Meanwhile, as his power grew, so did Krishna Raya’s confidence. Sometimes, in fact, it could manifest in peculiar exchanges of courtly insults. In 1520, for instance, the emperor seized Raichur from the Adil Shah of Bijapur after a spectacular battle featuring not only horses and soldiers but also hundreds of guns. When the sultan’s envoy asked for the return of this territory subsequently, Krishna Raya set one condition—the Adil Shah would have to come and kiss the emperor’s foot. It is hardly surprising that the defeated enemy made excuses to avoid embarrassment, but Krishna Raya was determined. He “led a stampede of ferocious elephants against the Yavana” king, and, when the latter fled, sacked Bijapur before returning victorious (and amused) to his own capital.

Subsequent chronicles often cast Krishna Raya as a unidimensional protector of Hindu pride battling Islamic perfidy. But his policy was not quite guided by religion even if it was articulated in the language of faith—just as he lambasted “yavanas” who ruled Deccani sultanates, so too did he rail against Odisha’s Hindu Gajapatis. Certainly, his world view was inspired by Sanskritic and south Indian traditions, but that did not preclude the absorption of Islamicate influence—in a bronze image he gifted to the temple in Tirupati, for example, he flaunts a Turkish fez. Even as he lambasted Muslim opponents, he also crowned the scion of a sultanate, thereafter assuming the title Yavana Rajya Sthapanacharya: the (Hindu) king who resurrected a Muslim state.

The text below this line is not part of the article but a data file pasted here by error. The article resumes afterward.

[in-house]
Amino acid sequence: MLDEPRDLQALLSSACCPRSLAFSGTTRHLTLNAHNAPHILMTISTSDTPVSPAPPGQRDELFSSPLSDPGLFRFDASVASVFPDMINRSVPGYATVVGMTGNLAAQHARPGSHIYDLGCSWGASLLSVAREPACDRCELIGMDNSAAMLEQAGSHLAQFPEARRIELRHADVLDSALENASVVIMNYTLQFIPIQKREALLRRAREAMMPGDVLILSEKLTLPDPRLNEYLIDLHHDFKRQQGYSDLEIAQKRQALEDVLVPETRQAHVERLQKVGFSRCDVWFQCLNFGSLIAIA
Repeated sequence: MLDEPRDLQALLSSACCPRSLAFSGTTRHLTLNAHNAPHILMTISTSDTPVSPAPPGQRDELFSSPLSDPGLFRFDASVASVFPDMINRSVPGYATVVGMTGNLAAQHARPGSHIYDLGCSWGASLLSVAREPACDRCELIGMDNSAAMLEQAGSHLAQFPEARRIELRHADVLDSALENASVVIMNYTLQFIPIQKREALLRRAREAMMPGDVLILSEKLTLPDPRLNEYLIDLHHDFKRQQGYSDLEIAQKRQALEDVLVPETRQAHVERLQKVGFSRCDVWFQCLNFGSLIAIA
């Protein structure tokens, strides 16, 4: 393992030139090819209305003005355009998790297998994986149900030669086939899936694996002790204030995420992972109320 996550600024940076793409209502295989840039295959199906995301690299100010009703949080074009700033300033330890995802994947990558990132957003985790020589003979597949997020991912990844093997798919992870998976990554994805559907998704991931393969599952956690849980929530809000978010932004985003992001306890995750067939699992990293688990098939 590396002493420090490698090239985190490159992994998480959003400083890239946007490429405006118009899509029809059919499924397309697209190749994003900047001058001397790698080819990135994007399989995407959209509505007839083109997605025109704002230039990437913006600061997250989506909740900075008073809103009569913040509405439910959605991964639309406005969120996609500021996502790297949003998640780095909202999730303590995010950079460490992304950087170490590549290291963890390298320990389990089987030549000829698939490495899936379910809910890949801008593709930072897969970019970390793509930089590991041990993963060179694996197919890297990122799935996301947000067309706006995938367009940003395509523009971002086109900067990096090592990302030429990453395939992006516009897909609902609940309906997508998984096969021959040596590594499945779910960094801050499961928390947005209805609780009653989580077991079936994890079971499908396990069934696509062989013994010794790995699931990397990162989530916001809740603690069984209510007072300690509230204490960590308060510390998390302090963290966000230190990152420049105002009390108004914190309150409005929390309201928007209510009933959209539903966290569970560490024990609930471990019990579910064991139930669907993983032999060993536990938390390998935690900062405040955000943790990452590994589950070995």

With time, Krishna Raya developed advice, too, for princes and aspiring sovereigns. “If the enemy has a powerful army,” he proposes in his Amuktamalyada, translated beautifully by Srinivas Reddy, “it is wise to treat him with gifts and respect.” But if “reports of spies reveal that the enemy is weak”, he was to be demolished right away. Great fortresses need not cause despair, he felt, for “there are mechanized weapons of various designs to penetrate rampart walls”. Similarly, it was important to keep a close eye on foreigners and trade. Merchants were to be treated “with prestige” and given towns in which to reside. “Purchase their goods at a high price,” suggested Krishna Raya shrewdly, “and ensure that your enemies are deprived of such resources.”

A warrior king, an emperor unsurpassed, a patron and poet, Krishna Raya was a pragmatist too, encapsulating in his 20-year reign all that made for a triumphant 16th century monarch. But his story too suffered, ultimately, an unhappy end. Two of his sons died as children while the third was too young when the emperor began to fade. And so, as happened with his predecessor in 1509, his own successor was not his son but a half-brother, hitherto locked away. Indeed, even that unfortunate goat returned to haunt the Raya’s legacy: In the 1520s, a story goes, he fell out with his minister. And in a fit of fury, Krishna Raya sentenced him to a particularly sadistic punishment—the man who once saved the emperor with goat’s eyes had his own gouged out.